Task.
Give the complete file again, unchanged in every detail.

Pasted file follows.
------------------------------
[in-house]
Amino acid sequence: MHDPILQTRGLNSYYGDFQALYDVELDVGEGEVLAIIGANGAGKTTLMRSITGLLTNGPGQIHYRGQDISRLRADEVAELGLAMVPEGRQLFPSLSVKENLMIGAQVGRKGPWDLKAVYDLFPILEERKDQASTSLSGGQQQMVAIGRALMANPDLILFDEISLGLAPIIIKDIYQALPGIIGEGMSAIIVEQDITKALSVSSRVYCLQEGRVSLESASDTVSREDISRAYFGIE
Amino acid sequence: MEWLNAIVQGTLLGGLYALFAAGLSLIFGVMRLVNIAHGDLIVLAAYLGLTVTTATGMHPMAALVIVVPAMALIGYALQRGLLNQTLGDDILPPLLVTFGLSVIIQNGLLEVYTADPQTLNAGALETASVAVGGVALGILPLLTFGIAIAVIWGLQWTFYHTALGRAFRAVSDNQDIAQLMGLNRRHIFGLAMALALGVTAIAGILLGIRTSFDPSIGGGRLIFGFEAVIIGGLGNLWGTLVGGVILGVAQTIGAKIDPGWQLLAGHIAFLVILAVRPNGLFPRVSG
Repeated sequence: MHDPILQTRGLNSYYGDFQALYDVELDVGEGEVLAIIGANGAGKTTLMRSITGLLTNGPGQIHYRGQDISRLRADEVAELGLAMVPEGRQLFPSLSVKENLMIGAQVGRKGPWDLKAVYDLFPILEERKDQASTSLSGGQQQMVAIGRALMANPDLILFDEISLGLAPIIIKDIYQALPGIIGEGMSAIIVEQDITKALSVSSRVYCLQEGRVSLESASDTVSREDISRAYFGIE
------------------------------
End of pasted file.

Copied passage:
[in-house]
Amino acid sequence: MHDPILQTRGLNSYYGDFQALYDVELDVGEGEVLAIIGANGAGKTTLMRSITGLLTNGPGQIHYRGQDISRLRADEVAELGLAMVPEGRQLFPSLSVKENLMIGAQVGRKGPWDLKAVYDLFPILEERKDQASTSLSGGQQQMVAIGRALMANPDLILFDEISLGLAPIIIKDIYQALPGIIGEGMSAIIVEQDITKALSVSSRVYCLQEGRVSLESASDTVSREDISRAYFGIE
Amino acid sequence: MEWLNAIVQGTLLGGLYALFAAGLSLIFGVMRLVNIAHGDLIVLAAYLGLTVTTATGMHPMAALVIVVPAMALIGYALQRGLLNQTLGDDILPPLLVTFGLSVIIQNGLLEVYTADPQTLNAGALETASVAVGGVALGILPLLTFGIAIAVIWGLQWTFYHTALGRAFRAVSDNQDIAQLMGLNRRHIFGLAMALALGVTAIAGILLGIRTSFDPSIGGGRLIFGFEAVIIGGLGNLWGTLVGGVILGVAQTIGAKIDPGWQLLAGHIAFLVILAVRPNGLFPRVSG
Repeated sequence: MHDPILQTRGLNSYYGDFQALYDVELDVGEGEVLAIIGANGAGKTTLMRSITGLLTNGPGQIHYRGQDISRLRADEVAELGLAMVPEGRQLFPSLSVKENLMIGAQVGRKGPWDLKAVYDLFPILEERKDQASTSLSGGQQQMVAIGRALMANPDLILFDEISLGLAPIIIKDIYQALPGIIGEGMSAIIVEQDITKALSVSSRVYCLQEGRVSLESASDTVSREDISRAYFGIE